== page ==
Securitisation of health was visible in the aftermath of the Ebola epidemic in West Africa and is symptomatic of how health issues, particularly those related to infectious diseases, have been presented as threats from developing countries to the developed ones. Rather than creating compassion and a shared global healthcare concern, this process creates fear, misallocates resources and undermines structural changes.
According to the authors the role of management consulting firms, which can be linked to all the significant global health institutions, has remained “hidden from the public eye”.
The new public management strategy brings in vocabulary such as private sector efficiency, cost effectiveness, project management skills, public-private partnerships, value for money, results-based financing, high impact interventions etc, and result in those with the greatest need losing out. Civil society also is compelled to engage with the same “obscure jargon” as opposed to the rights-based or practical approach, with confidentiality becoming an excuse against transparency.
Rampant industrial growth and activities propelling the global economy have brought about economic degradation with depletion and contamination of land, water, air, all of which have health consequences. With eight billionaires in 2016 possessing wealth equivalent to the world’s poorest 3.6 billion, and temperatures of each of the last three years being the warmest on record, the per capita ecological footprints of wealthy nations are achieved by consuming other people’s share of the planet’s resources. The only solution, namely a dramatic reduction in the level of material consumption by the better off, “contravenes the very logic that drives the capitalist system”. Unless this is addressed, the planet is only hurtling towards irreversible destruction of its natural resources.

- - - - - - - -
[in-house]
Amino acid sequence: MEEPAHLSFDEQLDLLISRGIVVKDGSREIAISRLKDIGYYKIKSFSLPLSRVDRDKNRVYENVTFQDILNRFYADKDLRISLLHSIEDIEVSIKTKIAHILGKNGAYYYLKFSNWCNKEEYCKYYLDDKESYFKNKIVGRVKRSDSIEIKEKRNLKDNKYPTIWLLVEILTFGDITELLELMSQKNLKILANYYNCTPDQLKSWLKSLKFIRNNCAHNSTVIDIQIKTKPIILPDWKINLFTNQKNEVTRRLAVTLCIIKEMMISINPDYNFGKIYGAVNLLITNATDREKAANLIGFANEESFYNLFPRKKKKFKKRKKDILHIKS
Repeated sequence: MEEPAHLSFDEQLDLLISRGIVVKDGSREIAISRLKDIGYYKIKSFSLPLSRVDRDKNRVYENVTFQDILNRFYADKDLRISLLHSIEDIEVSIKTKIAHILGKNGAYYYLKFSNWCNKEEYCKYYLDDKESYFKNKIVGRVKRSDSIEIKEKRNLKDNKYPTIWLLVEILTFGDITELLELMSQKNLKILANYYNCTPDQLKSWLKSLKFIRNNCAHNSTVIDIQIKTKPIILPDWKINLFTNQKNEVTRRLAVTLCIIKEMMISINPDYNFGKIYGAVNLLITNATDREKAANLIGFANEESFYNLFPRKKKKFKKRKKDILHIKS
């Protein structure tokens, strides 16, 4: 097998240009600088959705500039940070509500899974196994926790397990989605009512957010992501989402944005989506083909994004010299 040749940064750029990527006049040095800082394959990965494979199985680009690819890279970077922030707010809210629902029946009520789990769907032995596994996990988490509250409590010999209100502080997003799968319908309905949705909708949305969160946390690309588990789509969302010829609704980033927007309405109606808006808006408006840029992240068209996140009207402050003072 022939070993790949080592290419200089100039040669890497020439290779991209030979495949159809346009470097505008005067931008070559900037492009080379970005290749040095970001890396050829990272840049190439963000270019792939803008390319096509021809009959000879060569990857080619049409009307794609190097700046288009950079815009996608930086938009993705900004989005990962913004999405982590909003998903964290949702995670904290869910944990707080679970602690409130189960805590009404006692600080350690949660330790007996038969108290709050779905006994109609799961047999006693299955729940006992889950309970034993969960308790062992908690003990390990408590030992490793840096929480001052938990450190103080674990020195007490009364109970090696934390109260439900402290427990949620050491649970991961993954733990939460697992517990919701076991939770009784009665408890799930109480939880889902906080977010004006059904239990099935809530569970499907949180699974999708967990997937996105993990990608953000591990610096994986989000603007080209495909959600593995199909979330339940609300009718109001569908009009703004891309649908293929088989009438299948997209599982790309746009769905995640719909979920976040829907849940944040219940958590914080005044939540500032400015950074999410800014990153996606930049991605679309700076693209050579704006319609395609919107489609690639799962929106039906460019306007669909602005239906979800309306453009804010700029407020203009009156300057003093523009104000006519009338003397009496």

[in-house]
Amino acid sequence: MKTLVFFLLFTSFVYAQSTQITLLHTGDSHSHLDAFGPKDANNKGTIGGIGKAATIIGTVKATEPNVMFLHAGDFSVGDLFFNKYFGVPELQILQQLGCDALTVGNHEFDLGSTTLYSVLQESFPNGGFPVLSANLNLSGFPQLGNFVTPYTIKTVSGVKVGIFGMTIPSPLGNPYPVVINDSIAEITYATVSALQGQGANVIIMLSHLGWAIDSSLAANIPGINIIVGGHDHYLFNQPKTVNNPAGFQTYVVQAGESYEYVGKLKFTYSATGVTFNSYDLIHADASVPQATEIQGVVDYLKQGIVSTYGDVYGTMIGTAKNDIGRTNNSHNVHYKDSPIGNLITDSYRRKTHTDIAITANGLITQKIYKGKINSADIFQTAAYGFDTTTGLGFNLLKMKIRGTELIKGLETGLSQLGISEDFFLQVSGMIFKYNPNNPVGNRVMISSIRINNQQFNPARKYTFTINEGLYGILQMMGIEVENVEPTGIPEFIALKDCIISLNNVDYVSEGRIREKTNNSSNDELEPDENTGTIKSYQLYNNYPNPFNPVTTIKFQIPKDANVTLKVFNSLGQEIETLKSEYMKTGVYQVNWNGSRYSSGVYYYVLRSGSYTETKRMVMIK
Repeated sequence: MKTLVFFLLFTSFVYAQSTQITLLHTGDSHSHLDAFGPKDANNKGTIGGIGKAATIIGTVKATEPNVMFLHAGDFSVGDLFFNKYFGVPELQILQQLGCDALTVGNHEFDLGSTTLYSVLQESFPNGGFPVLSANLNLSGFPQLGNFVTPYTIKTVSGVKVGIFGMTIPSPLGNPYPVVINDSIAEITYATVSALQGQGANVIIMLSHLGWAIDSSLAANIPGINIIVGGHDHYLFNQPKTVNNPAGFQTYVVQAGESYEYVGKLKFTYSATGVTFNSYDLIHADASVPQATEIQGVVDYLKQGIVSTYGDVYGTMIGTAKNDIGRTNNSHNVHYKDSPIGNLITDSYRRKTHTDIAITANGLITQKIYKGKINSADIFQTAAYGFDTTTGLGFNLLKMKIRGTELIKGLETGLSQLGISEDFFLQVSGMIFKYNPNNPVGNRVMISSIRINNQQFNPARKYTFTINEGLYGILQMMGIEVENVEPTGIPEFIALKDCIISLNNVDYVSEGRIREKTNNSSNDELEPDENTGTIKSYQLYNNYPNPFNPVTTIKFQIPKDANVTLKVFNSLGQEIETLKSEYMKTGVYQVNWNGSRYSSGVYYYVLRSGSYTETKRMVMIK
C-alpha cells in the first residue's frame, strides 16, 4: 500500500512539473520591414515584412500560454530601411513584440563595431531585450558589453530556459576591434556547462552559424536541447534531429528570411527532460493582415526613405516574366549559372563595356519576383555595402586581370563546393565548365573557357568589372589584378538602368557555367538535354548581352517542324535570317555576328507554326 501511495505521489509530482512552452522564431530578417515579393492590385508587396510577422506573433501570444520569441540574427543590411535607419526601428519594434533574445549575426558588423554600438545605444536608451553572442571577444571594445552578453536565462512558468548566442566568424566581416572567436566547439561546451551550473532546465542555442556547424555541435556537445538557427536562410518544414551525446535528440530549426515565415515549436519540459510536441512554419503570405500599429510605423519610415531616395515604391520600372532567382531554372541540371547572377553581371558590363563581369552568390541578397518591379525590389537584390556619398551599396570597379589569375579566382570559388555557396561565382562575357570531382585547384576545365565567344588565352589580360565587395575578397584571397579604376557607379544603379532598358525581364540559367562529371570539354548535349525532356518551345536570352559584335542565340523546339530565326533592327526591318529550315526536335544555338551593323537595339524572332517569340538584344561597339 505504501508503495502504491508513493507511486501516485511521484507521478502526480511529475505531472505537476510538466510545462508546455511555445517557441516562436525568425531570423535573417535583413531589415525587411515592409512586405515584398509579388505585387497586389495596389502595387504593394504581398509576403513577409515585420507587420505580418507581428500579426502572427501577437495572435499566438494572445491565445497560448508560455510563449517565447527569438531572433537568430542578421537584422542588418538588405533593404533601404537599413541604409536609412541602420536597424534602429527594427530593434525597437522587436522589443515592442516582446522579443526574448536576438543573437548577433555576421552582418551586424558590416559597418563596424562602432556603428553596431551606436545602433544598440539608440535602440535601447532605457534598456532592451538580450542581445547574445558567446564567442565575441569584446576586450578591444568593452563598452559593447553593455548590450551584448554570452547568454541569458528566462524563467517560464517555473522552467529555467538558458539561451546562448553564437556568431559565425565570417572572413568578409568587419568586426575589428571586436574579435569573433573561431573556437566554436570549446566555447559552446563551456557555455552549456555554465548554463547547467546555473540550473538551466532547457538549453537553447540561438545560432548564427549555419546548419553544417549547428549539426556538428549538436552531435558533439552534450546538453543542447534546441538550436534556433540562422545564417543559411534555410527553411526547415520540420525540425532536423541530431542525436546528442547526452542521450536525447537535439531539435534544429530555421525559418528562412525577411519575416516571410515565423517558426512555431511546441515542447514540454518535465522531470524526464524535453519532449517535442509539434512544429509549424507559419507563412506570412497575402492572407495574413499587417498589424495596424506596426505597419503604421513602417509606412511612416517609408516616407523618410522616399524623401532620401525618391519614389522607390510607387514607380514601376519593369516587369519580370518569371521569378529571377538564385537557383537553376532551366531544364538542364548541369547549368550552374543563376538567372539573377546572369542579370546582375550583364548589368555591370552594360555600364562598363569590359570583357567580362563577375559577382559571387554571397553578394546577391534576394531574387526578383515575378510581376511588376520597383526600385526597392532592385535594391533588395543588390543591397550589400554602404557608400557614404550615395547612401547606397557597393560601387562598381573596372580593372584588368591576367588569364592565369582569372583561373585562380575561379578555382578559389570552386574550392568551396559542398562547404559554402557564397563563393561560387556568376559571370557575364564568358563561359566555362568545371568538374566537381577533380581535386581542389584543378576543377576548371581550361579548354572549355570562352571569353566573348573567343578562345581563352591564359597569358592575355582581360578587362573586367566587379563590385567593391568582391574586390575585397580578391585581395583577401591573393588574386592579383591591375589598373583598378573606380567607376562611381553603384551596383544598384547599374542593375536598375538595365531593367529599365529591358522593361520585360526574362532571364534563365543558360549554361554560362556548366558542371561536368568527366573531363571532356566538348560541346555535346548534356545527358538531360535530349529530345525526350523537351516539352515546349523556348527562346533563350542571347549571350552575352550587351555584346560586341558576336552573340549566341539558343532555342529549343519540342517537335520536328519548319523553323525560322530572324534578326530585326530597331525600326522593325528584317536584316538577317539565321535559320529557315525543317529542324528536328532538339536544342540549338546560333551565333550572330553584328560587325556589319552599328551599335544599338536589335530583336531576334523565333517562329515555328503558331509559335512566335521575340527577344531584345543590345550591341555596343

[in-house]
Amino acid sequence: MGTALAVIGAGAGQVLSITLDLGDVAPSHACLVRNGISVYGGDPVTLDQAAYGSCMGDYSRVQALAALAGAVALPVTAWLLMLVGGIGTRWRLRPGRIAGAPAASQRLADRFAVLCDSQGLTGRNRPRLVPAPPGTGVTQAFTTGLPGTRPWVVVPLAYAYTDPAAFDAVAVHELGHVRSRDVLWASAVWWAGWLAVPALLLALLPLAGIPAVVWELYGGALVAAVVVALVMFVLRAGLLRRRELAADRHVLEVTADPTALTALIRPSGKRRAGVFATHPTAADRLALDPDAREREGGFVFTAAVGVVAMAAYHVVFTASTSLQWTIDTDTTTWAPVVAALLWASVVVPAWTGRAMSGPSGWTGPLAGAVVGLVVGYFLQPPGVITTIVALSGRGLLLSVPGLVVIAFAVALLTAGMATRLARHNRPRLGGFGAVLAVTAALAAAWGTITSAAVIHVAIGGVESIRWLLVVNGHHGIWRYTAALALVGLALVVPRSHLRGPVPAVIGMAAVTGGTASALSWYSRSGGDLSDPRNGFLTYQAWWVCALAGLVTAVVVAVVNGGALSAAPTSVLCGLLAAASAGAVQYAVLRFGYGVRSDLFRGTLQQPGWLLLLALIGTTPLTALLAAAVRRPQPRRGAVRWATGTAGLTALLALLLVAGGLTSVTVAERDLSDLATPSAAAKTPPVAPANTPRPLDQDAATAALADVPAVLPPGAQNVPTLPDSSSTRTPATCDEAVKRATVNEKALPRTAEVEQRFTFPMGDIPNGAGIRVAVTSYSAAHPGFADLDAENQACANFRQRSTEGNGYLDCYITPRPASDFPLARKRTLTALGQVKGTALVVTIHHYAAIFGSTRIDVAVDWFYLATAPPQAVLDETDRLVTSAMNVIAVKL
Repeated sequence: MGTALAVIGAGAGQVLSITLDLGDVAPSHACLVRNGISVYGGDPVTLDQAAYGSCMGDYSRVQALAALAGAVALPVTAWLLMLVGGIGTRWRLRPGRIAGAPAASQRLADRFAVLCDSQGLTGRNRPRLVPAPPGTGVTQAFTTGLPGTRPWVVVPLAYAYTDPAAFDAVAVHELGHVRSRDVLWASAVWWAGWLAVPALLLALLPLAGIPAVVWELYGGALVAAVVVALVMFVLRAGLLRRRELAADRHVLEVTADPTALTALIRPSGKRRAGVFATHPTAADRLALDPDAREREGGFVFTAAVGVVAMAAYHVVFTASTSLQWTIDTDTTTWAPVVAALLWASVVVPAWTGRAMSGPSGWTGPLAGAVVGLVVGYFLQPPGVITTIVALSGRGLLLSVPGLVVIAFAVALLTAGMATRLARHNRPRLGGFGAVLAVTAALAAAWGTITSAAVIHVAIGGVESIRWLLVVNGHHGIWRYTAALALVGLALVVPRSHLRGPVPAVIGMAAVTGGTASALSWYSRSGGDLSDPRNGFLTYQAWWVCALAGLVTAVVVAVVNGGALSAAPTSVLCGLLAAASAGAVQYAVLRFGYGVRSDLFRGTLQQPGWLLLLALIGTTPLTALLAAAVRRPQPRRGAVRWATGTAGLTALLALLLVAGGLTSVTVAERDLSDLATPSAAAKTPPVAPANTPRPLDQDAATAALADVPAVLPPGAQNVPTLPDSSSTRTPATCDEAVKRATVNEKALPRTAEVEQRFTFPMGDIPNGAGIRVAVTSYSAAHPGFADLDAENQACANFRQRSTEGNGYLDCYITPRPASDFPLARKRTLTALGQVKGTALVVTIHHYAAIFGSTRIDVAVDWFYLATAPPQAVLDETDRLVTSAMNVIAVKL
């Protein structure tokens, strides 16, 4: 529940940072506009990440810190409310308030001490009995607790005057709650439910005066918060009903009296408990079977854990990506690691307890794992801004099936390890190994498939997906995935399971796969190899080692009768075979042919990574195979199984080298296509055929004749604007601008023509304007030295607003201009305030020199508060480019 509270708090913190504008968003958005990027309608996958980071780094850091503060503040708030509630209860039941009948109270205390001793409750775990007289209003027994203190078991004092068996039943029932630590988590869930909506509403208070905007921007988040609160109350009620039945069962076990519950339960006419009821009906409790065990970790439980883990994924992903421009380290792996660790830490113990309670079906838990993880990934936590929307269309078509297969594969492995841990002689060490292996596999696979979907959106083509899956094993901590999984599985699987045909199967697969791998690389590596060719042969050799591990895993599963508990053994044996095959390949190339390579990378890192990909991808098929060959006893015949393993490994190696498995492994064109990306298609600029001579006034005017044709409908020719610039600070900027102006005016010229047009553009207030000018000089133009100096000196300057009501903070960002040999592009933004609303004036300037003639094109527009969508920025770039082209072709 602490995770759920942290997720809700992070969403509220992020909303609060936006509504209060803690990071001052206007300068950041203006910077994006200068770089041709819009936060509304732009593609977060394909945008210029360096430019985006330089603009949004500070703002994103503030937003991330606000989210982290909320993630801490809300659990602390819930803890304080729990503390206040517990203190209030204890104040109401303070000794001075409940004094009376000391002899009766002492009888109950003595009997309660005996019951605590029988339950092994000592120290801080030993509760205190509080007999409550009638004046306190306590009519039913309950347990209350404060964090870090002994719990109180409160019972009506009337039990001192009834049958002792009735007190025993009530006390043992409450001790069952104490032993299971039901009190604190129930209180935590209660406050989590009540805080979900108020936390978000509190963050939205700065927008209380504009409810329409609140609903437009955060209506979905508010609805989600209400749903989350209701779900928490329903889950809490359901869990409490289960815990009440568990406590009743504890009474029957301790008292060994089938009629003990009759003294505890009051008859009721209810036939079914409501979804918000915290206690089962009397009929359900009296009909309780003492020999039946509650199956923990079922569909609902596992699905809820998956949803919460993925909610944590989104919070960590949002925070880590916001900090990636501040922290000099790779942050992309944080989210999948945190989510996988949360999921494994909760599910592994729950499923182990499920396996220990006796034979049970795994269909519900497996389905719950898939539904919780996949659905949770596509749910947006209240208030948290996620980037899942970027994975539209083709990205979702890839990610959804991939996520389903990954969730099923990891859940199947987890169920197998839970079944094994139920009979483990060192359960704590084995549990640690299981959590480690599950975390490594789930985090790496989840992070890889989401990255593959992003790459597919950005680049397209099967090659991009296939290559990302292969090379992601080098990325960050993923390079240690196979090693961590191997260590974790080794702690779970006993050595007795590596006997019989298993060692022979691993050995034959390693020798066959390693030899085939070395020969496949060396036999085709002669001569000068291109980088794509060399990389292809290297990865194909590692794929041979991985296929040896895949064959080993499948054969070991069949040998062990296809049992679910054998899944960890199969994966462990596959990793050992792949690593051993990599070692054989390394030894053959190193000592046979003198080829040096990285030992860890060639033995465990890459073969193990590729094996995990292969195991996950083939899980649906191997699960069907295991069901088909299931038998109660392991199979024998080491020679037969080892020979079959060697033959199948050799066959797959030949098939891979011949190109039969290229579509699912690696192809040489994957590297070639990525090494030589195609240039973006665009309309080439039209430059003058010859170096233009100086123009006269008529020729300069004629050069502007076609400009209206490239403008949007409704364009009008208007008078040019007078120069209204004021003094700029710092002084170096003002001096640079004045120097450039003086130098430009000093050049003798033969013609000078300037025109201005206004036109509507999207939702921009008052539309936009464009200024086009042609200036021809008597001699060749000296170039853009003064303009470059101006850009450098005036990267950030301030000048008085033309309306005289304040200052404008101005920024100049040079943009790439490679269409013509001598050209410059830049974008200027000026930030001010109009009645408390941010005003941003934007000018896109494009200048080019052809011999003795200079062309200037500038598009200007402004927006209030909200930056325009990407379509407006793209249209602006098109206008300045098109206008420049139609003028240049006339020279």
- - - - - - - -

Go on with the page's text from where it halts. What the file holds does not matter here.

The GHW 5 has undertaken the daunting task of documenting several dimensions of healthcare and has been able to give the reader a broad overview of the global scenario
The book presents several examples of community processes that challenge the large global multinational agenda. Ecuador, building on its indigenous past, has incorporated the concept of summakkawsay or buenvivir (good living) as a community centred, ecologically balanced and culturally sensitive process. Although Latin America is seen as an example of a departure from the neoliberal discourse leading to impressive expansion of public services to provide universal access, there is a strong counter force that aims to destabilise the public services and bring in a market logic. The chapter on South Africa follows the development of civil society activism and reflects the changed nature of donor funding under neo-liberalisation characterised by directing of funding through private and non-governmental recipients in a climate of cuts in public spending.